It was many moons ago in the wrong half of the seventies and I was working as a programmer in the Department of Health and Social Security in Blackpool. We programmed in Cobol and I still get shivers when I think of those little binary digits. The department was made up of about twenty programmers and three systems analysts under the leadership of Geoff, a tall, thoughtful, lean man in his early fifties. Apart from having a strategically placed desk where I could glimpse the knickers of the sixth-form girls at the secondary school next door playing netball, the job had little to recommend it. The printers spewed out vast rolls of graphed paper which were checked endlessly. The computers were vast boxes with spinning tapes occupying football pitch-sized halls.
I decided, after several months, this was beyond a joke and determined to hitchhike around Europe with my guitar for a couple of years in the time-honoured manner of troubadours and poets over the centuries. This was, needless to say, viewed as a poor career option by my already-old geeky colleagues .
But you could have knocked me down with a wet fish when, upon hearing of my plans, our somewhat distant leader Geoff invited me out to a restaurant as he wished to put a serious proposal to me. I can’t remember what we ate, Chinese I think it was but I was intrigued and just a little suspicious that his designs might be of a sexual nature.
We bantered a bit and then Geoff leaned forward with a serious expression and said ‘ you know Tony, my wife and I have never had children, though we dearly wanted them.’
I nodded while hovering up some Chop Suey. That’s a shame’ I empathised.
‘Yes but what I really wanted Tony was a son. I wonder if you could be that son?’
I stopped eating and stared awkwardly at Geoff and then the table. There was a pathetic kind of pleading in his voice that made me resist my first impulse which was to laugh. It was if he had just told me he had fallen in love with me. In fact he had. He wanted to be my daddy…and frankly that position had been openly available for some time and was now one that I considered a tad redundant.
‘Er…Er…’ I took a deep swig of beer.
‘Well I don’t know what to say Geoff…I mean..’I trailed off.
‘You see’ he continued as if I’d said nothing and he appeared to be growing in excitement, his eyes began to twinkle.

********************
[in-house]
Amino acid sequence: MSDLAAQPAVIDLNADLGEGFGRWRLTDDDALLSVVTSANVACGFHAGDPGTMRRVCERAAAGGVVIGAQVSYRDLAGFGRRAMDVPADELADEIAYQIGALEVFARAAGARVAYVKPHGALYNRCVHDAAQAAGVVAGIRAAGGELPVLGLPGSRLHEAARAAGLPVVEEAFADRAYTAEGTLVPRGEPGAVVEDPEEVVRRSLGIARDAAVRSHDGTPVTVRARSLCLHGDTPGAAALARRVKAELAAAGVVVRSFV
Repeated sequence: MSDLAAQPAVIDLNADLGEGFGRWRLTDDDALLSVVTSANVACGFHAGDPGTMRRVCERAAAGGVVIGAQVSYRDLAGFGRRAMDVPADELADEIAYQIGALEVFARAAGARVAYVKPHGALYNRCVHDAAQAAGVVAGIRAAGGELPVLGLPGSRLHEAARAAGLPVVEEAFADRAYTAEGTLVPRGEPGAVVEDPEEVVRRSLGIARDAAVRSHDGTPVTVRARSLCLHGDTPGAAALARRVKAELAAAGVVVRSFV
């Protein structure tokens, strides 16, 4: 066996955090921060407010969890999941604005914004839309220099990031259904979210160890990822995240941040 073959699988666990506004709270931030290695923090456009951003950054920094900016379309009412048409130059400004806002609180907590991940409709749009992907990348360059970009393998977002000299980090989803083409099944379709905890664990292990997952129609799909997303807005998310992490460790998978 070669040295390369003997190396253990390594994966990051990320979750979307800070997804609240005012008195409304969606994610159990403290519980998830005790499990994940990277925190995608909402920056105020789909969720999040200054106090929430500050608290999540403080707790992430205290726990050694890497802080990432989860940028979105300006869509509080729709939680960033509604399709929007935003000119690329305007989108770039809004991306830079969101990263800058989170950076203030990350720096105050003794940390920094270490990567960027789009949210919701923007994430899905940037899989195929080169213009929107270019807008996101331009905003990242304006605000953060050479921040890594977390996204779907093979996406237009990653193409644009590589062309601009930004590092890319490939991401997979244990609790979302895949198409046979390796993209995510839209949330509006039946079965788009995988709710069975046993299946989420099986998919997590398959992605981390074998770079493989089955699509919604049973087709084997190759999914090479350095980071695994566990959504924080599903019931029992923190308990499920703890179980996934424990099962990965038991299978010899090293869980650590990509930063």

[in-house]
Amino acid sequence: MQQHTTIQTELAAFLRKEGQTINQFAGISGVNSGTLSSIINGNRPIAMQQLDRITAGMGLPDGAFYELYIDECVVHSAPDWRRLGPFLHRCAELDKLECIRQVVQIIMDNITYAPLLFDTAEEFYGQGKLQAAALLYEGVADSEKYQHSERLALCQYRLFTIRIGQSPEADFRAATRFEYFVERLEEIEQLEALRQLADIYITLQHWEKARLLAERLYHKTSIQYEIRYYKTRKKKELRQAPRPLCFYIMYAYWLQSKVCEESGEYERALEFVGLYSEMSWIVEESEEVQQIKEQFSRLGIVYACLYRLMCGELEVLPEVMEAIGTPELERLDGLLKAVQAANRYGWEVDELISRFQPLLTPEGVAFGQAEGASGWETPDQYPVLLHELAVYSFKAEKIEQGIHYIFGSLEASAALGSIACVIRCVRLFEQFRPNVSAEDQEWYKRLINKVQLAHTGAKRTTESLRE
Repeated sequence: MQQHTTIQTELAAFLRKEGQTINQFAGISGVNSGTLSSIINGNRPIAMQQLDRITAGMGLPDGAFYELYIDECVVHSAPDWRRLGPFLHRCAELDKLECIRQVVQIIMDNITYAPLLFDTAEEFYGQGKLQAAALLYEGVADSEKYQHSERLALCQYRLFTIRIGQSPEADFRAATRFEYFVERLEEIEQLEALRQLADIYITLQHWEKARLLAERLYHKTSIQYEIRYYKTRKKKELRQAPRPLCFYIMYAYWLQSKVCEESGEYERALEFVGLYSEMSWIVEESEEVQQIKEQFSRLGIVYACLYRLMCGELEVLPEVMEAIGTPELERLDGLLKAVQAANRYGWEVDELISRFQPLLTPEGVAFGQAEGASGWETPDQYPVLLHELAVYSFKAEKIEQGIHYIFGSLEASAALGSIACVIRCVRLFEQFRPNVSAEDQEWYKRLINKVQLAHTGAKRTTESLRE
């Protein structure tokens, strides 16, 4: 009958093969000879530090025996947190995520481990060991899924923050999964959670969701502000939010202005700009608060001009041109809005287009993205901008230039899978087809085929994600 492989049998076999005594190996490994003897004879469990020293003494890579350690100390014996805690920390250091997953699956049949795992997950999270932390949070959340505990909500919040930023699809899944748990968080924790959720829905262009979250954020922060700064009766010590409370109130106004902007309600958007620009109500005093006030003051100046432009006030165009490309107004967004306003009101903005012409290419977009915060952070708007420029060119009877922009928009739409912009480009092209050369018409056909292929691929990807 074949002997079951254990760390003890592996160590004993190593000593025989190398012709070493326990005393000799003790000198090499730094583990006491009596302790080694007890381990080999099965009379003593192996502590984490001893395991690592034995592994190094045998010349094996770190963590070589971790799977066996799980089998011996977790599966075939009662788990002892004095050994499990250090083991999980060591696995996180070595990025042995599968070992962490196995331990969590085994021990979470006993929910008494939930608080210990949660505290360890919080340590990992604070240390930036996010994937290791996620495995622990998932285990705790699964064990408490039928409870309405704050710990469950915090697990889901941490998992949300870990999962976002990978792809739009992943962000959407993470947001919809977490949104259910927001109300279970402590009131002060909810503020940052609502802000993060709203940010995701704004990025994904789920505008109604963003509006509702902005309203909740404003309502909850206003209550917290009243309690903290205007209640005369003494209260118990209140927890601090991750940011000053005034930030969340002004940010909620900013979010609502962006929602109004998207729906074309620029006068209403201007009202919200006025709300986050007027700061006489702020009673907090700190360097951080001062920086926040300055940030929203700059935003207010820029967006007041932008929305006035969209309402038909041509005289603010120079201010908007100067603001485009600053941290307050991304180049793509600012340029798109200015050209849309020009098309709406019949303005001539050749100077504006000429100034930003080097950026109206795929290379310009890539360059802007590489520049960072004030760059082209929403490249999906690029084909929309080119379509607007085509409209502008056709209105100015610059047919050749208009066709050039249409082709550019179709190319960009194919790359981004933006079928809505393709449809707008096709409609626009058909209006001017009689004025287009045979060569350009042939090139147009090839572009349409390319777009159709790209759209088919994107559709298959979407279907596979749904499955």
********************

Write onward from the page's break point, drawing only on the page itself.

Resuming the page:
‘Computers are the future Tony. Oh I know it’s hard to believe now but they will get smaller and smaller till one day they’ll be the size of a wristwatch with holographic projections, perhaps even beyond that. But you see, when they get the size of a television say, then people will buy them for their houses, and very soon there will be a computer in every home in the country. People will talk to each other with them, they’ll play games on them, put photos on them, write letters on them. There will even be small computers for carrying in a briefcase. In 20 years time it would be as strange not to have a computer as…well…a car!’
His voice had taken on a quivering quality as if he were truly aroused by the vision he had just painted.
‘And I intend to be there’ he continued…’All these computers will need programmes, will need software, they’ll need operating systems…Just happens to be my speciality, and I want you to be part of it. I want you to come into the business with me. I want you to take it over when I’ve…when I er…mmmm’ He trailed off, lost in a sea of primogeniturial complications and just looked at me expectantly.
In hindsight it is strange to admit that Geoff’s predictions seemed less mind-blowing and truly prescient than they did twenty years later when everything came to pass just as he said it would.
‘But I’m going hitch-hiking in Europe.’ I said somewhat lamely. Geoff’s eyes clouded with disappointment and possibly a hint of disbelief. He had offered me the riches of Croesus and I was going hitch-hiking? It made little sense.
I did go hitch-hiking round Europe and must have sung ‘Strawberry Fields’ a thousand times. I got back several months later and got a job in the Cleansing Department as a road-sweeper. One of my ‘roads’ was the one outside the Computer Department and my ex-colleagues would view my fallen status with a strange mix of compassion and outright glee.
Me? I thought-alright you bastards, you may be laughing now but I could’ve been Bill Gates! The richest man in the world!

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